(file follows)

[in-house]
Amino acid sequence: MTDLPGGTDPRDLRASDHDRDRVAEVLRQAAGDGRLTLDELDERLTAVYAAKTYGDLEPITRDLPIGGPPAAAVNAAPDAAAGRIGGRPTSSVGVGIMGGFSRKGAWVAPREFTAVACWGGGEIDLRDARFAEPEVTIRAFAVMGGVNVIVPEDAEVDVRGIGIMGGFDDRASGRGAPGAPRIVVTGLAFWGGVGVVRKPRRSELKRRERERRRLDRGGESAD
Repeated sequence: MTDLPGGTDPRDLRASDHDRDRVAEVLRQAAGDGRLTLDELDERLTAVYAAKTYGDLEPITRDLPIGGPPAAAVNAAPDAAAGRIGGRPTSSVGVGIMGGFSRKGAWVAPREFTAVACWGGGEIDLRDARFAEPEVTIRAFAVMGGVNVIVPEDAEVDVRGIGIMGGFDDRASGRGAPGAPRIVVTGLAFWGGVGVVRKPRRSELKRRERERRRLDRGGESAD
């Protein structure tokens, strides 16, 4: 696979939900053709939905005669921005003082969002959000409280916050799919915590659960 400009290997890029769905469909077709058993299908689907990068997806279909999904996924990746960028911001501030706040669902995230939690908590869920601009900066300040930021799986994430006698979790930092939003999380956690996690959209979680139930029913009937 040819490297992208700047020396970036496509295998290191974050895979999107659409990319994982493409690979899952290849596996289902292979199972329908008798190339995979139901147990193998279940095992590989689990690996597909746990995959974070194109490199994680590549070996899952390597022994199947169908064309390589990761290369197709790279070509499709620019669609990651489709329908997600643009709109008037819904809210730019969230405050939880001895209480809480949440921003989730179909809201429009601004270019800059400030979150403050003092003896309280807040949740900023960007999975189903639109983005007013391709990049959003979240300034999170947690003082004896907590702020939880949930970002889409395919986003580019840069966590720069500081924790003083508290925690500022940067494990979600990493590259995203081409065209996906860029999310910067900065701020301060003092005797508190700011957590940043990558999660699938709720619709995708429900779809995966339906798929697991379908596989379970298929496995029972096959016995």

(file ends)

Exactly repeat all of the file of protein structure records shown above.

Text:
[in-house]
Amino acid sequence: MTDLPGGTDPRDLRASDHDRDRVAEVLRQAAGDGRLTLDELDERLTAVYAAKTYGDLEPITRDLPIGGPPAAAVNAAPDAAAGRIGGRPTSSVGVGIMGGFSRKGAWVAPREFTAVACWGGGEIDLRDARFAEPEVTIRAFAVMGGVNVIVPEDAEVDVRGIGIMGGFDDRASGRGAPGAPRIVVTGLAFWGGVGVVRKPRRSELKRRERERRRLDRGGESAD
Repeated sequence: MTDLPGGTDPRDLRASDHDRDRVAEVLRQAAGDGRLTLDELDERLTAVYAAKTYGDLEPITRDLPIGGPPAAAVNAAPDAAAGRIGGRPTSSVGVGIMGGFSRKGAWVAPREFTAVACWGGGEIDLRDARFAEPEVTIRAFAVMGGVNVIVPEDAEVDVRGIGIMGGFDDRASGRGAPGAPRIVVTGLAFWGGVGVVRKPRRSELKRRERERRRLDRGGESAD
């Protein structure tokens, strides 16, 4: 696979939900053709939905005669921005003082969002959000409280916050799919915590659960 400009290997890029769905469909077709058993299908689907990068997806279909999904996924990746960028911001501030706040669902995230939690908590869920601009900066300040930021799986994430006698979790930092939003999380956690996690959209979680139930029913009937 040819490297992208700047020396970036496509295998290191974050895979999107659409990319994982493409690979899952290849596996289902292979199972329908008798190339995979139901147990193998279940095992590989689990690996597909746990995959974070194109490199994680590549070996899952390597022994199947169908064309390589990761290369197709790279070509499709620019669609990651489709329908997600643009709109008037819904809210730019969230405050939880001895209480809480949440921003989730179909809201429009601004270019800059400030979150403050003092003896309280807040949740900023960007999975189903639109983005007013391709990049959003979240300034999170947690003082004896907590702020939880949930970002889409395919986003580019840069966590720069500081924790003083508290925690500022940067494990979600990493590259995203081409065209996906860029999310910067900065701020301060003092005797508190700011957590940043990558999660699938709720619709995708429900779809995966339906798929697991379908596989379970298929496995029972096959016995």